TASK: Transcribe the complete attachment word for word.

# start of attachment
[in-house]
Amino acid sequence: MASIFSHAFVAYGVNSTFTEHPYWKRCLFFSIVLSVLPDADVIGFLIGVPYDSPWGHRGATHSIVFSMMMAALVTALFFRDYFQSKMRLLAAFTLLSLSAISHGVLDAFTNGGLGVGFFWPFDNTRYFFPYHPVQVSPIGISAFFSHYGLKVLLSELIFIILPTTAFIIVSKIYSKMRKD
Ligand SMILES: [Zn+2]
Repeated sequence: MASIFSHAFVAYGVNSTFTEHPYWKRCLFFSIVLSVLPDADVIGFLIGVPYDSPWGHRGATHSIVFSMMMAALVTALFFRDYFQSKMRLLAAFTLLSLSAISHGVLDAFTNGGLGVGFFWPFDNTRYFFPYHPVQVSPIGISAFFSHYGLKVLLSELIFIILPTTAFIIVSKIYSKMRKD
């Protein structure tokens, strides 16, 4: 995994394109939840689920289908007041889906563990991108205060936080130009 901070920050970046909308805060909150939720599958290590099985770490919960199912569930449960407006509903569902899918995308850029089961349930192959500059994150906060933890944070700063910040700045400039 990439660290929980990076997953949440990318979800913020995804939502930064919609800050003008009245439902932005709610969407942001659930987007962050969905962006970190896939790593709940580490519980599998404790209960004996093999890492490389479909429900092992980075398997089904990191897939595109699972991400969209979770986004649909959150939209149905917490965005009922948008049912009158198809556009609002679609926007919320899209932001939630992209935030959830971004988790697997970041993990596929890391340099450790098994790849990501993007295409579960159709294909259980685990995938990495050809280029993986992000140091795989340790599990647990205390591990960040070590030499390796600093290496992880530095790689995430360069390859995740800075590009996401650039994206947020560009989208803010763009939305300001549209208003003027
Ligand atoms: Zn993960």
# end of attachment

[in-house]
Amino acid sequence: MASIFSHAFVAYGVNSTFTEHPYWKRCLFFSIVLSVLPDADVIGFLIGVPYDSPWGHRGATHSIVFSMMMAALVTALFFRDYFQSKMRLLAAFTLLSLSAISHGVLDAFTNGGLGVGFFWPFDNTRYFFPYHPVQVSPIGISAFFSHYGLKVLLSELIFIILPTTAFIIVSKIYSKMRKD
Ligand SMILES: [Zn+2]
Repeated sequence: MASIFSHAFVAYGVNSTFTEHPYWKRCLFFSIVLSVLPDADVIGFLIGVPYDSPWGHRGATHSIVFSMMMAALVTALFFRDYFQSKMRLLAAFTLLSLSAISHGVLDAFTNGGLGVGFFWPFDNTRYFFPYHPVQVSPIGISAFFSHYGLKVLLSELIFIILPTTAFIIVSKIYSKMRKD
């Protein structure tokens, strides 16, 4: 995994394109939840689920289908007041889906563990991108205060936080130009 901070920050970046909308805060909150939720599958290590099985770490919960199912569930449960407006509903569902899918995308850029089961349930192959500059994150906060933890944070700063910040700045400039 990439660290929980990076997953949440990318979800913020995804939502930064919609800050003008009245439902932005709610969407942001659930987007962050969905962006970190896939790593709940580490519980599998404790209960004996093999890492490389479909429900092992980075398997089904990191897939595109699972991400969209979770986004649909959150939209149905917490965005009922948008049912009158198809556009609002679609926007919320899209932001939630992209935030959830971004988790697997970041993990596929890391340099450790098994790849990501993007295409579960159709294909259980685990995938990495050809280029993986992000140091795989340790599990647990205390591990960040070590030499390796600093290496992880530095790689995430360069390859995740800075590009996401650039994206947020560009989208803010763009939305300001549209208003003027
Ligand atoms: Zn993960």